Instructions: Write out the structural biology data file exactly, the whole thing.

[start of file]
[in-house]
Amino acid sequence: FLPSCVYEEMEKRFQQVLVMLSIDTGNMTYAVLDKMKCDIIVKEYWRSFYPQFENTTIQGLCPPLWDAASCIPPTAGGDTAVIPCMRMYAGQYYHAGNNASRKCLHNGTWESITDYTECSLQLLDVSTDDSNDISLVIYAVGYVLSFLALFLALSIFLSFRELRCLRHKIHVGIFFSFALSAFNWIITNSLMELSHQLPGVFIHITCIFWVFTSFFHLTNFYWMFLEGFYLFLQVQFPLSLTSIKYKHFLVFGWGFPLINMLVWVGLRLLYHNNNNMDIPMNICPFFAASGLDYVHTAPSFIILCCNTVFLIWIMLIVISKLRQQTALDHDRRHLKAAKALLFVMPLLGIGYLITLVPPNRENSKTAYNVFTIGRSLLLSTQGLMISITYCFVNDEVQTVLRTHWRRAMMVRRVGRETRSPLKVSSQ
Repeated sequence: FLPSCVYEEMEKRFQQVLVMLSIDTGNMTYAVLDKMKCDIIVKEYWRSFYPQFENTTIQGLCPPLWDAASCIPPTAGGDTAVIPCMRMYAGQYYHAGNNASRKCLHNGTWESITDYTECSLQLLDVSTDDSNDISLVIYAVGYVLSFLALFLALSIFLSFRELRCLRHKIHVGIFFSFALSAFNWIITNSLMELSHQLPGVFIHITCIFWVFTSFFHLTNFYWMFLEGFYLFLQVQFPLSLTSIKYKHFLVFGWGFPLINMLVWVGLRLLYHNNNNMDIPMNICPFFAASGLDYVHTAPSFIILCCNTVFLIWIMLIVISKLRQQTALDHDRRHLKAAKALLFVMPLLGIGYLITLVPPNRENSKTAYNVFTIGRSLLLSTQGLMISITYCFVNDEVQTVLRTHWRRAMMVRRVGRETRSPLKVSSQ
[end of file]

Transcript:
[in-house]
Amino acid sequence: FLPSCVYEEMEKRFQQVLVMLSIDTGNMTYAVLDKMKCDIIVKEYWRSFYPQFENTTIQGLCPPLWDAASCIPPTAGGDTAVIPCMRMYAGQYYHAGNNASRKCLHNGTWESITDYTECSLQLLDVSTDDSNDISLVIYAVGYVLSFLALFLALSIFLSFRELRCLRHKIHVGIFFSFALSAFNWIITNSLMELSHQLPGVFIHITCIFWVFTSFFHLTNFYWMFLEGFYLFLQVQFPLSLTSIKYKHFLVFGWGFPLINMLVWVGLRLLYHNNNNMDIPMNICPFFAASGLDYVHTAPSFIILCCNTVFLIWIMLIVISKLRQQTALDHDRRHLKAAKALLFVMPLLGIGYLITLVPPNRENSKTAYNVFTIGRSLLLSTQGLMISITYCFVNDEVQTVLRTHWRRAMMVRRVGRETRSPLKVSSQ
Repeated sequence: FLPSCVYEEMEKRFQQVLVMLSIDTGNMTYAVLDKMKCDIIVKEYWRSFYPQFENTTIQGLCPPLWDAASCIPPTAGGDTAVIPCMRMYAGQYYHAGNNASRKCLHNGTWESITDYTECSLQLLDVSTDDSNDISLVIYAVGYVLSFLALFLALSIFLSFRELRCLRHKIHVGIFFSFALSAFNWIITNSLMELSHQLPGVFIHITCIFWVFTSFFHLTNFYWMFLEGFYLFLQVQFPLSLTSIKYKHFLVFGWGFPLINMLVWVGLRLLYHNNNNMDIPMNICPFFAASGLDYVHTAPSFIILCCNTVFLIWIMLIVISKLRQQTALDHDRRHLKAAKALLFVMPLLGIGYLITLVPPNRENSKTAYNVFTIGRSLLLSTQGLMISITYCFVNDEVQTVLRTHWRRAMMVRRVGRETRSPLKVSSQ